For almost nine months now, I’ve had a couple of strict rules regarding my consumption of Batman comics. Before instituting them I simply consumed every title that I thought would keep me abreast of current Batman continuity, but when it was announced that there were going to be two Batmans, I found myself so simultaneously disgusted and apathetic about the state of said continuity that I had to implement some drastic measures.
Thenceforth, I would read Batman comics only if they featured a Batman who was actually Bruce Wayne and if they were not written by Grant Morrison. Truthfully, the former rule has been difficult to maintain, since I always forget which comics actually feature Bruce and not Dick Grayson these days. The Dark Knight? Bruce. Batman? That’s Dick Grayson. Detective Comics? Dick. Streets of Gotham? Bruce… I think. Batman and Robin? Dick. Batman, Inc.? Well, that’s written by Grant Morrison, so I don’t have to worry about that one.
But this week, I picked up a copy of Batman Inc. #6. Touché, Mr. Morrison. You knew exactly how to get me back on board, at least for one issue: You brought Cassandra Cain back.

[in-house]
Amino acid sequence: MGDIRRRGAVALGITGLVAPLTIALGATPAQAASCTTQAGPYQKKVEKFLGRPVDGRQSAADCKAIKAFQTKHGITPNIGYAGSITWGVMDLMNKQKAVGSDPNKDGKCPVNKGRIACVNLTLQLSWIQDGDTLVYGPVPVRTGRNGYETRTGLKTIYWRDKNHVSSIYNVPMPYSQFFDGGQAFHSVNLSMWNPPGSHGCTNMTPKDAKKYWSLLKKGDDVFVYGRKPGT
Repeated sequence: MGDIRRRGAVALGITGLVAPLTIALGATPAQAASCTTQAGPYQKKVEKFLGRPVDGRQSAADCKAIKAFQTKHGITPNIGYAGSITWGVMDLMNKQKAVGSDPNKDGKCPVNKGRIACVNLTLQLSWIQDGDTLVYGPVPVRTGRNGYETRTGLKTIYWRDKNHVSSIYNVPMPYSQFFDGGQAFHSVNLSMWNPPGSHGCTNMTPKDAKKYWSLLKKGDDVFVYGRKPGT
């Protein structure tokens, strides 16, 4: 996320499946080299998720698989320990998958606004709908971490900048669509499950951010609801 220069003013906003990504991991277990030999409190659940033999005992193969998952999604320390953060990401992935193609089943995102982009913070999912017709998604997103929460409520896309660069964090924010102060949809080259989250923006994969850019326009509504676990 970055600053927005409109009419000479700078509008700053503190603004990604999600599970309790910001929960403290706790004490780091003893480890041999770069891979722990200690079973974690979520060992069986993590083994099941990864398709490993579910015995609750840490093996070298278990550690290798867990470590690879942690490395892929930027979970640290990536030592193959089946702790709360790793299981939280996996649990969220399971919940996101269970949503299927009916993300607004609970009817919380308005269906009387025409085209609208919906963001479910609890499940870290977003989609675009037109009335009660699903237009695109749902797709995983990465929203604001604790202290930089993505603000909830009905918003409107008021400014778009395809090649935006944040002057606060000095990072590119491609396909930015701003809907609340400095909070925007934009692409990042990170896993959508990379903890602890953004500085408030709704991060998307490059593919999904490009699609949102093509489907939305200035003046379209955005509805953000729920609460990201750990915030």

Cassandra Cain is the second Batgirl, instituted as a character in 1999, as an almost completely mute street urchin of mysterious origin. Mysterious, because she probably didn’t learn to be one of the world’s greatest martial artists just running around Gotham alleys.
(Sometimes I think Gotham is nothing but alleys. They really should have hired better city planners.)
I liked Cassandra because her origin was distinctly different from the other members of the Bat-family. Both of her parents were still alive (they were assassins, but they were still alive), and she didn’t spend too much time angsting over her significantly abnormal past. She’d seen what Batman did, and wanted to do it too, that was enough motivation for her. Her costume, also unusually for a female superhero, covered every inch of her body, including her face, the prominent stitches around lower half of her mask lending it a distinctly creepy vibe.
(And it looked much more like a “female Batman” costume than a “female bat-themed costume.” To quote a joking Catwoman, “Batman, I didn’t know you had… transitioned.”)
She was Batgirl for a good long while, and I always loved it when she’d show in my Batman comics. There were a lot of really interesting things that writers did with the kind of strange but stable personality that might grow out of her origins, and I liked watching them experiment. And then, right around the end of 2004, she dropped off the face of Batman comics. Someone decided to make her a villain for a while, and decided that it would be paradoxically characteristic for the rest of the Batman family to just let her, and she was just sort of abandoned as a character. Despite that, Cass has a significant cult following that’s been waiting and asking for a long time for her to be brought back to the stories that they read.